I define myself as a yogi. It informs how I am in this world. How do I act, react? Where is my integrity in any given exchange. Any pursuit. I’m looking for peace, right? I want to dwell in the practice of stillness, equanimity and unconditional compassion for all beings.
However, a shock wave runs through me once I realize that as owner of a yoga center, a boss, the director of teacher training programs, I do in fact, have “people”. A slight cringe creeps over my face as I instruct students to contact my General Manager, my Press Officer, my Personal Assistant, my Shop Manager.
Yes, these “people” make my phone calls, appointments, pay bills, handle details that take time I no longer have. Not if I want to maintain integrity of my daily teaching, my commitment to programs at Brahmani Yoga.
Not exactly the meditating cave dweller, I think as Sean, the Shop Manager ensures my thermos is filled with fresh coffee in the morning. If we weren’t in India, would I send him out to Starbucks?
From a certain perspective it all makes sense. It is important for me, as a teacher, to give away knowledge gained through my own practice and my teachers. Share, teach and expand that experience. Owning a yoga center with staff who trained to carry on that knowledge is logical.
Yet, awareness of everything this venture would entail, the risks, decisions, mistakes and frustrations were never apparent from the beginning.
I have to earn money to pay bills that involve other peoples lively hood each season in Goa. Over the last 7 years, panic, stress, demands, unforeseen drama involving people or nature itself come knocking on my front door at regular intervals.
Finding the balance? I get angry, frustrated and demanding just like anyone else running a business. I want to be compassionate, generous and giving of every spare moment I have, but I learned, it can be a recipe for serious illness.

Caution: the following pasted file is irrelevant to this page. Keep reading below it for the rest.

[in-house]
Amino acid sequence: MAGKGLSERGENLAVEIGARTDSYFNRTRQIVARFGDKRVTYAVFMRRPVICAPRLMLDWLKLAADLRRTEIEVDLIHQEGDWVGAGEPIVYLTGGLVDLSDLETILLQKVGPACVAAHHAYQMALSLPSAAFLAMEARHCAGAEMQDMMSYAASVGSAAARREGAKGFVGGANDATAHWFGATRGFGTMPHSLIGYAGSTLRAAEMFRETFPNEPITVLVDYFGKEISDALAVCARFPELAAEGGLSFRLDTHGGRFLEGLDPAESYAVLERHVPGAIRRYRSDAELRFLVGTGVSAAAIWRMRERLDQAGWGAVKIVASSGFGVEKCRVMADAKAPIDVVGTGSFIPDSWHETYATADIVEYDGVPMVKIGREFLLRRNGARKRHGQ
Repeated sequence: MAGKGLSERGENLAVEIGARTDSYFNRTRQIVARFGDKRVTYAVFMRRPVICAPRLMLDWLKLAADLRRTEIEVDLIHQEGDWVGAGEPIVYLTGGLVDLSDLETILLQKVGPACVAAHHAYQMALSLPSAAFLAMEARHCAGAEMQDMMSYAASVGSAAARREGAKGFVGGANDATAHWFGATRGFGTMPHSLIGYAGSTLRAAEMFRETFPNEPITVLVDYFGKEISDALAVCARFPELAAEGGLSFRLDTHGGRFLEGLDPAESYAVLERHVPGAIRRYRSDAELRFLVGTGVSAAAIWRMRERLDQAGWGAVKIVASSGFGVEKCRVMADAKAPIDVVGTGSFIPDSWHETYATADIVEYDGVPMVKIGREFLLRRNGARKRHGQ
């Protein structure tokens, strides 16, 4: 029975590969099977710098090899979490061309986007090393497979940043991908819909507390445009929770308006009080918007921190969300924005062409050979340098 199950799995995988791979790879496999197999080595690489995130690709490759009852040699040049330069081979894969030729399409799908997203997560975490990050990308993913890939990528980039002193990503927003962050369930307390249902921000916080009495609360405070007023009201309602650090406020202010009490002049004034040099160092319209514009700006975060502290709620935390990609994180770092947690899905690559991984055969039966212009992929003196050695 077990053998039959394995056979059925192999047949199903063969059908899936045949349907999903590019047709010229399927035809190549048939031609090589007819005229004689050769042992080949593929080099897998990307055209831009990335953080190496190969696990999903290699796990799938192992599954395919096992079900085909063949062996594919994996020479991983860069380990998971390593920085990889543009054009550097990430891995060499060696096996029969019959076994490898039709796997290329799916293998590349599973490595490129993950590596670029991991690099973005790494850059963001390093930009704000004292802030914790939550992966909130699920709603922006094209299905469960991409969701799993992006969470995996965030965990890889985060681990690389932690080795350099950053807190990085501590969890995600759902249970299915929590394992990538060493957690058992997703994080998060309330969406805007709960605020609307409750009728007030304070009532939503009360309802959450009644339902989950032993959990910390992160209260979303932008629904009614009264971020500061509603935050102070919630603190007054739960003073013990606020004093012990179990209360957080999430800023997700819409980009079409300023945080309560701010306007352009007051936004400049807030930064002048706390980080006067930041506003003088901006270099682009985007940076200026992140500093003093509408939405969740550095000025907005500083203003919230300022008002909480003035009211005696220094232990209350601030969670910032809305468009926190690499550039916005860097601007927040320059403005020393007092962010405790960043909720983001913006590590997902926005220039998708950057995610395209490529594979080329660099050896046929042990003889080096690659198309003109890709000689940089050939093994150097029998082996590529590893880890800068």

I don’t always make the right decisions and yet as a yogi, a senior teacher I know many eyes watch me, judge me, expect me to be “all knowing”. Get it right.
I am often torn between the need to run away and teach in a small shack on my own and the desire to expand my efforts to more people, create programs, give back to communities, involve the underprivileged, share the inspiration.
The yogi in me says give it all away for free. The general manager says we have to pay the accountant and the taxes.
Slowly, I find balance in the practice itself, becoming clearer a little more each year.
I am reminded of Krishna and Arjuna in the Bhagavad Gita. Krishna tells Arjuna he needs to fight, regardless of his aversion to go into battle with his cousins. This is the great metaphor, the battle of the mind always exists. The dialogue of should’s and shouldn’ts, good, bad, right wrong. We live in this world and what needs to be done, still needs to be done. We have to surrender to the process.
My need is to teach. I can’t imagine doing anything else. Everything that allows me to continue this wonderful vocation, good, bad or ugly is part of my process that still needs to be experienced.
The reconciliation is in maintaining integrity and certain rules about running my business that mean it may not make a huge profit. The results of the classes, the training programs and workshops are happy informed students, who may go out and share with others. Cast the net wider.
Do we inspire? Do we have enough to pay the bills? Then we have succeeded. Perhaps not everyone’s definition of success, but for me, in this moment, it works.
A while ago I wrote a lengthy email to my personal assistant with a list of tasks to complete, time limits, phone calls to be made, flights to be booked, international workshops to advertise. At the end of the email, noticing my abrupt tone I added “Sorry to be so: ‘the Devil Wears Prada”.
Her reply was: “More like the Devil Wears Prana”
And she does. And a grubby pair of flip flops most days.